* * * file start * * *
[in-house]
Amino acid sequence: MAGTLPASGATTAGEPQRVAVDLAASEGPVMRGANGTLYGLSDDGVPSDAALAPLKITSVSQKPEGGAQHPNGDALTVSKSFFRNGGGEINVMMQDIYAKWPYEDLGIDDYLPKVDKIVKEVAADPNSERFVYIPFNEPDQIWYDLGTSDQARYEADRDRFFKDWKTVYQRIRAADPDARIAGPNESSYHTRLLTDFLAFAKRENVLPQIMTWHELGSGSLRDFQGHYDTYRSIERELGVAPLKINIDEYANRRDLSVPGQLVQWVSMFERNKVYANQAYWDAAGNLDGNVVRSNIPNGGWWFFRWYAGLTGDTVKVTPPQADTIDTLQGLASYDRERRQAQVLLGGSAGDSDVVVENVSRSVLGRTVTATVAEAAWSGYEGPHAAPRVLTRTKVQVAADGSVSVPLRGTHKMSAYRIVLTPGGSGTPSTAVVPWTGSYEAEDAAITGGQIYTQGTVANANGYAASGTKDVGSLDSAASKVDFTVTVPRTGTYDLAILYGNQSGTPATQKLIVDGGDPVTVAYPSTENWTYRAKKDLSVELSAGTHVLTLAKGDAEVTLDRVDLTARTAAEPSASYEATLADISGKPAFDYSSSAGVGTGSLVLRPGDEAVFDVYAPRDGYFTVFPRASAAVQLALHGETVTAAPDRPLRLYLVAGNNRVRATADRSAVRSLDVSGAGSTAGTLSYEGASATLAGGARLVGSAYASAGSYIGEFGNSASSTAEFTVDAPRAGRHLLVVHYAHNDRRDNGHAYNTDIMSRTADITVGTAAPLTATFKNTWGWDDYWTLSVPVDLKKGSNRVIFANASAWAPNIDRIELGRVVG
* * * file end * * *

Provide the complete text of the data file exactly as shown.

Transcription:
[in-house]
Amino acid sequence: MAGTLPASGATTAGEPQRVAVDLAASEGPVMRGANGTLYGLSDDGVPSDAALAPLKITSVSQKPEGGAQHPNGDALTVSKSFFRNGGGEINVMMQDIYAKWPYEDLGIDDYLPKVDKIVKEVAADPNSERFVYIPFNEPDQIWYDLGTSDQARYEADRDRFFKDWKTVYQRIRAADPDARIAGPNESSYHTRLLTDFLAFAKRENVLPQIMTWHELGSGSLRDFQGHYDTYRSIERELGVAPLKINIDEYANRRDLSVPGQLVQWVSMFERNKVYANQAYWDAAGNLDGNVVRSNIPNGGWWFFRWYAGLTGDTVKVTPPQADTIDTLQGLASYDRERRQAQVLLGGSAGDSDVVVENVSRSVLGRTVTATVAEAAWSGYEGPHAAPRVLTRTKVQVAADGSVSVPLRGTHKMSAYRIVLTPGGSGTPSTAVVPWTGSYEAEDAAITGGQIYTQGTVANANGYAASGTKDVGSLDSAASKVDFTVTVPRTGTYDLAILYGNQSGTPATQKLIVDGGDPVTVAYPSTENWTYRAKKDLSVELSAGTHVLTLAKGDAEVTLDRVDLTARTAAEPSASYEATLADISGKPAFDYSSSAGVGTGSLVLRPGDEAVFDVYAPRDGYFTVFPRASAAVQLALHGETVTAAPDRPLRLYLVAGNNRVRATADRSAVRSLDVSGAGSTAGTLSYEGASATLAGGARLVGSAYASAGSYIGEFGNSASSTAEFTVDAPRAGRHLLVVHYAHNDRRDNGHAYNTDIMSRTADITVGTAAPLTATFKNTWGWDDYWTLSVPVDLKKGSNRVIFANASAWAPNIDRIELGRVVG